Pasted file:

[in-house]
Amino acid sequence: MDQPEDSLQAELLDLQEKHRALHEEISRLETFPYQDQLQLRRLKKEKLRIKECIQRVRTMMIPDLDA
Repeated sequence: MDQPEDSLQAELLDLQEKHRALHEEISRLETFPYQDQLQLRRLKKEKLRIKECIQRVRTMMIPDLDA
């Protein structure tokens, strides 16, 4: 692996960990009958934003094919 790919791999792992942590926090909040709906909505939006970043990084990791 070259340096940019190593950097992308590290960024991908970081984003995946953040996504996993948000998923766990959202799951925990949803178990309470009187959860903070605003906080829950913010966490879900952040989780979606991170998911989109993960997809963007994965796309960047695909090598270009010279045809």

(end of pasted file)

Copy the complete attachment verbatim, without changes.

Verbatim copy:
[in-house]
Amino acid sequence: MDQPEDSLQAELLDLQEKHRALHEEISRLETFPYQDQLQLRRLKKEKLRIKECIQRVRTMMIPDLDA
Repeated sequence: MDQPEDSLQAELLDLQEKHRALHEEISRLETFPYQDQLQLRRLKKEKLRIKECIQRVRTMMIPDLDA
């Protein structure tokens, strides 16, 4: 692996960990009958934003094919 790919791999792992942590926090909040709906909505939006970043990084990791 070259340096940019190593950097992308590290960024991908970081984003995946953040996504996993948000998923766990959202799951925990949803178990309470009187959860903070605003906080829950913010966490879900952040989780979606991170998911989109993960997809963007994965796309960047695909090598270009010279045809």